Gray B, Vandergrift J, Lipner RS. — American Board of Internal Medicine
Gao G. — University of Maryland
McCullough J. — University of Minnesota
Presented: AcademyHealth Annual Research Meeting, June 2014
Considering the growth in use of the Internet, consumers need to know the degree to which Web-based patient ratings of physicians predict care quality. Understanding this relationship is particularly important for patients with chronic conditions who have the potential to benefit greatly from high-quality primary care. This study evaluated the degree to which Web-based ratings of a physician predict care quality for their patients with diabetes or hypertension.
The study included 1,299 internists who completed a diabetes or hypertension practice improvement module (PIM) between 07/2011 and 11/2012. PIMs are part of the American Board of Internal Medicine's 10-year Maintenance of Certification process. Completing these PIMs included abstracting 25 charts and collecting 25 patient survey responses for patients with the applicable chronic condition. Applying data from PIM chart abstractions, the following physician-level clinical composites were constructed by applying weights and scoring algorithms from an expert panel of internists: (1) overall clinical composite, (2) process of care composite and (3) an intermediate outcome composite. Measures of patient satisfaction were derived from survey responses. Consumer Internet searches were mimicked by entering each internist's name and location into a Google search. Searches captured 1,573 ratings for 792 internists (61% of the sample) from eight health websites. Ratings were normalized (rating divided by website maximum) and a website rating was categorized as being the top if the normalized rating was greater than or equal to 80% (59% of ratings). To assess the ability for website ratings to predict care quality, each clinical composite and measure of patient satisfaction was regressed against normalized ratings. Regressions, estimated using a binomial-regression (Logit-link) which accounted for physicians being rated on multiple websites, included controls for sub specialization and PIM completed. Sensitivities considered risk adjustments.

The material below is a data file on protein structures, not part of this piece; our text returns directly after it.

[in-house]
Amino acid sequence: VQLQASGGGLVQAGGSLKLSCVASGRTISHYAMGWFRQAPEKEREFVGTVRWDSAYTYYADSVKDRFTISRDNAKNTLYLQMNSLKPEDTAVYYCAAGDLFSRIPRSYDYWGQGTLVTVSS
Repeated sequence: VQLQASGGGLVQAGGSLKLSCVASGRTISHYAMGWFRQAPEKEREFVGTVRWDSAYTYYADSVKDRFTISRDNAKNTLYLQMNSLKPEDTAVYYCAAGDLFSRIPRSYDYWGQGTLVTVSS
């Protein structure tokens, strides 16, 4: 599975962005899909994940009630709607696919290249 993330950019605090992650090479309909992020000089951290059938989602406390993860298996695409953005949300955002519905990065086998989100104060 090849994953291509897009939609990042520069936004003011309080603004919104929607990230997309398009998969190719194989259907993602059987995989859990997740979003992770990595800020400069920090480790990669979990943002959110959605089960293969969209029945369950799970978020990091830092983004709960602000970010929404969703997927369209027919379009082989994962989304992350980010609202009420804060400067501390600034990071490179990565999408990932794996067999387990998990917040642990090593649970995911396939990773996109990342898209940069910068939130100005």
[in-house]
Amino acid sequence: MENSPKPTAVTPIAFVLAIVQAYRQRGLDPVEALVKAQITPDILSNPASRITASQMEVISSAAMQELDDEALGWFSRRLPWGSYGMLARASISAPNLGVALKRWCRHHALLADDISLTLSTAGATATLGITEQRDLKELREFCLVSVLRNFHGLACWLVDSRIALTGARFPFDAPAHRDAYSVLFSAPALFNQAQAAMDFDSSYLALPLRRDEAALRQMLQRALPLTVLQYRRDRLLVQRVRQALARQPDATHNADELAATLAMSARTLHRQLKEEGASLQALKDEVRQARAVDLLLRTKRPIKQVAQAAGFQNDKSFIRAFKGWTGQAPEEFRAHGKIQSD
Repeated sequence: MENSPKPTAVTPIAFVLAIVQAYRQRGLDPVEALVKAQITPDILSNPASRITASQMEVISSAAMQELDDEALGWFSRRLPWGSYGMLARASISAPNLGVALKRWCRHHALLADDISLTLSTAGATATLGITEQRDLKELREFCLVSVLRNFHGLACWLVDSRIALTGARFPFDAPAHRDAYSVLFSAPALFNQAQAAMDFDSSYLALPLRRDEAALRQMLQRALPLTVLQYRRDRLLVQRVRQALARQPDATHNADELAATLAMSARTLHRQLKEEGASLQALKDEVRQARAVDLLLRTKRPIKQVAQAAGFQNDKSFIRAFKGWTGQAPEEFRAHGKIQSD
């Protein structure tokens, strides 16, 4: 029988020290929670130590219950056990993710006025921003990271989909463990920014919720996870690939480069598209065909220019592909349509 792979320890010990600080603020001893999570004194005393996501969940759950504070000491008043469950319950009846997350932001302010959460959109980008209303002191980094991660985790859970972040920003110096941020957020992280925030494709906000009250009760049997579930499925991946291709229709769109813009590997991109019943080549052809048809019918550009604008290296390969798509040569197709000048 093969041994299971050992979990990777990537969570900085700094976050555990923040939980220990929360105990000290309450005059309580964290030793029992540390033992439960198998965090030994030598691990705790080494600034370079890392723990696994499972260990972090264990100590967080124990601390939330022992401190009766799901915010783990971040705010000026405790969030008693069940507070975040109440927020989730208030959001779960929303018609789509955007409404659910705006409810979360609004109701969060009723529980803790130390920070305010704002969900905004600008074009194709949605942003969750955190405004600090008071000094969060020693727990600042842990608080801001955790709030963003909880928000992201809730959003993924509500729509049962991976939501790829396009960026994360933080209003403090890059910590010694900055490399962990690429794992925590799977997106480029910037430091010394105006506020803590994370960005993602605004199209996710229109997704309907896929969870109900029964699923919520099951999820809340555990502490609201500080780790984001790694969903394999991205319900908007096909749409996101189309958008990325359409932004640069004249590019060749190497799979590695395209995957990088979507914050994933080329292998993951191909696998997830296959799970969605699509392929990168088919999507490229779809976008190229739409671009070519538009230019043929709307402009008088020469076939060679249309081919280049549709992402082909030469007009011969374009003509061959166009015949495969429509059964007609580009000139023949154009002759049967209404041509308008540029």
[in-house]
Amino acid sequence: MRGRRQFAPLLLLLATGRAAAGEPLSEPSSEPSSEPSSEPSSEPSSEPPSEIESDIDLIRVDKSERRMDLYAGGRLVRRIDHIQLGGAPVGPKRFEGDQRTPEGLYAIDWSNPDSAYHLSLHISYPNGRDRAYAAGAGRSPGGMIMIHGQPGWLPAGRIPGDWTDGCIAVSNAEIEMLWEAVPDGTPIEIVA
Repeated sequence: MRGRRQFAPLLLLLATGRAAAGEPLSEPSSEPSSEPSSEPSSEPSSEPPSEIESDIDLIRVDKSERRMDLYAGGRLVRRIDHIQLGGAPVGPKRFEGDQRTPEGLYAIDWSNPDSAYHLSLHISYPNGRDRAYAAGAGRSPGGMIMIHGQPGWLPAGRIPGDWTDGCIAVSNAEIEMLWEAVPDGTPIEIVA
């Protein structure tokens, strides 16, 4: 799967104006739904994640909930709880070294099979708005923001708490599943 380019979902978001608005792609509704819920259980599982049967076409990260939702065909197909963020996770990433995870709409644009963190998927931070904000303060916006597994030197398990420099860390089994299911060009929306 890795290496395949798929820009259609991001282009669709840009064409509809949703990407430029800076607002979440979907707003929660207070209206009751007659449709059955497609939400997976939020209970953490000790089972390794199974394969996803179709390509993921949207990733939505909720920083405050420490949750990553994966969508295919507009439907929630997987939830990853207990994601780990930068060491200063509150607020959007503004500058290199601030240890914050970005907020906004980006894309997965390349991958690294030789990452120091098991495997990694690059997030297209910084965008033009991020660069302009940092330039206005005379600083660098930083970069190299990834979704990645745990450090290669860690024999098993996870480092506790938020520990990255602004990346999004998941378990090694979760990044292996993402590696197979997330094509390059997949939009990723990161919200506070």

Mid-career board certified internists who routinely treat patients with diabetes or hypertension.
With effect sizes close to zero and p-values greater than 0.15, website rating measures were unrelated to clinical composites. Website rating measures were statistically significant (ps<0.05) predictors for the two patient satisfaction measures but effect sizes were also small. A 20 percentage point change in normalized rating was associated with at most a 1.7 percentage point increase in the share of patients with very good or excellent assessment of care quality (p<0.05).
Overall, little evidence was found showing that website ratings predict care quality. Website ratings were not related to clinical composites and only weakly related to the two measures of patient satisfaction.
Implications for Policy or Practice:
There is a growing demand by consumers to be able to easily obtain quality of care information about providers. This is particularly an issue for patients with chronic conditions that benefit greatly from high-quality primary care. This demand is being met through online sources. Yet this study suggests that these sources do not yield valid information about clinical quality and little information about patient satisfaction. Thus, to make health care markets function in a way that encourages quality improvement, policy makers need to make available the kind of validated quality of care measures applied in this study.
For more information about this presentation, please contact Research@abim.org.